Texas Wildfire: 9 Homes Destroyed, Disaster Declaration Issued

Texas Wildfire: 9 Homes Destroyed, Disaster Declaration Issued
Wildfire in the Pacific Northwest Bureau of Land Management Oregon and Washington / Flickr CC BY 2.0
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A Central Texas wildfire that spread to as much as 3 square miles has destroyed at least nine homes.


While the number of burned homes could increase, according to County Judge, Paul Pape, also the top executive of Bastrop County, there have been no reports of injuries. The fire in Bastrop County, 30 miles east of Austin, instigated Tuesday. The University of Texas M.D. Anderson Cancer Center and Buescher State Park were evacuated as a result. The hospital was saved after a fire retardant was dropped from an aircraft.

Also read: California Wildfire: Sixth Body Found, Fires Caused Millions Worth Of Damage

The fire had been 50 percent contained as of Wednesday morning. “There’s about $500 million worth of real estate combined in that facility,” Mike Fisher, Bastrop County Emergency Management director, said, as reported by KVUE. “So the fire moved into that campus and literally right up to the foundations of some of those buildings, but thanks to the hard work of the firefighters we pre-assigned to that location, none of those permanent facilities have been harmed.”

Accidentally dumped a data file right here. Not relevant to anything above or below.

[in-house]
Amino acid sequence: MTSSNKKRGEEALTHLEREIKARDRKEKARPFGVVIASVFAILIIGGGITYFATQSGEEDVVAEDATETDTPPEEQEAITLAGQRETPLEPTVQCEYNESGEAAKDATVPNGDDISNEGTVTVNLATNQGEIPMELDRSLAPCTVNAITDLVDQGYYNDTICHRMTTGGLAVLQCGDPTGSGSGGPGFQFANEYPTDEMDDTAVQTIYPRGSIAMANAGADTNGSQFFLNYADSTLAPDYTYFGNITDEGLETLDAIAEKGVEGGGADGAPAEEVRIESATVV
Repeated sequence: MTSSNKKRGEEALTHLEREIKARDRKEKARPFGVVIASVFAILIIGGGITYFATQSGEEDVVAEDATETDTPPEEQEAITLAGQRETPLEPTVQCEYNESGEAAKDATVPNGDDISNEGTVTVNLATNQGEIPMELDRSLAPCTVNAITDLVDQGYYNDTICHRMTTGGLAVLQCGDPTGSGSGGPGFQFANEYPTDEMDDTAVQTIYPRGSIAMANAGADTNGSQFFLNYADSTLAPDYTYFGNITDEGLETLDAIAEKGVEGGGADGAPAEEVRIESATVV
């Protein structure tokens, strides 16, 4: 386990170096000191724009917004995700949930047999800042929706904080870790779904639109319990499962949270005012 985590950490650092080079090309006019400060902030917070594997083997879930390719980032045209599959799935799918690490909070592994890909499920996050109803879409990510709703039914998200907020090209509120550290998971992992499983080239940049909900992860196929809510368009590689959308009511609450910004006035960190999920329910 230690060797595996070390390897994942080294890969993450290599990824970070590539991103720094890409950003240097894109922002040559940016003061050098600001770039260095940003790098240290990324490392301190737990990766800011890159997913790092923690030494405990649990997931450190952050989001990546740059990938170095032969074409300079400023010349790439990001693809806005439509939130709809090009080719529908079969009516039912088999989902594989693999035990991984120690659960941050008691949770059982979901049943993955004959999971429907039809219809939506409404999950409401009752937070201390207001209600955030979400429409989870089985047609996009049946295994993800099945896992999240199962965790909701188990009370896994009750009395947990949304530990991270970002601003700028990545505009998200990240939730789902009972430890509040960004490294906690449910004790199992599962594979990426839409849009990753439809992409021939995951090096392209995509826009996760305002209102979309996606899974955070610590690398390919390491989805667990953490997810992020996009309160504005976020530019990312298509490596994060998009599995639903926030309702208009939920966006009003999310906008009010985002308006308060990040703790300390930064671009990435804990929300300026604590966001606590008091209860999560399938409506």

Wind, topography and vegetation in the area can be attributed to the fire spreading to northern and northwestern directions. As of Wednesday, smoke spread to Hays and Travis counties. The crews have been able to contain the fire because of mitigation work in the area, Pape said.

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According to NBC 5 Dallas-Fort Worth, a disaster declaration has been made in the area. Governor Greg Abbott will be visiting the area Thursday.

Also read: California Wildfire: 1 Killed, Several Homes Destroyed In New Wildfire

Bastrop County has not received enough rainfall. The humidity has been on the lower side as well. The temperature is expected to be in the 90s.

In 2011, as many as 1,700 homes were destroyed in a wildfire in Bastrop that spread to 33,000 acres.

“We’re so grateful for the weather conditions overnight and this morning, but we know that there are changes on the way,” said Pape, according to Time Warner Cable News. “We’ve asked our firefighters to be especially aware of that, and not get caught unaware of the situation, but always be mindful of changing conditions. We also ask the citizens of Bastrop County to respect the firefighters and those who are putting themselves in harm’s way to deal with this fire.”

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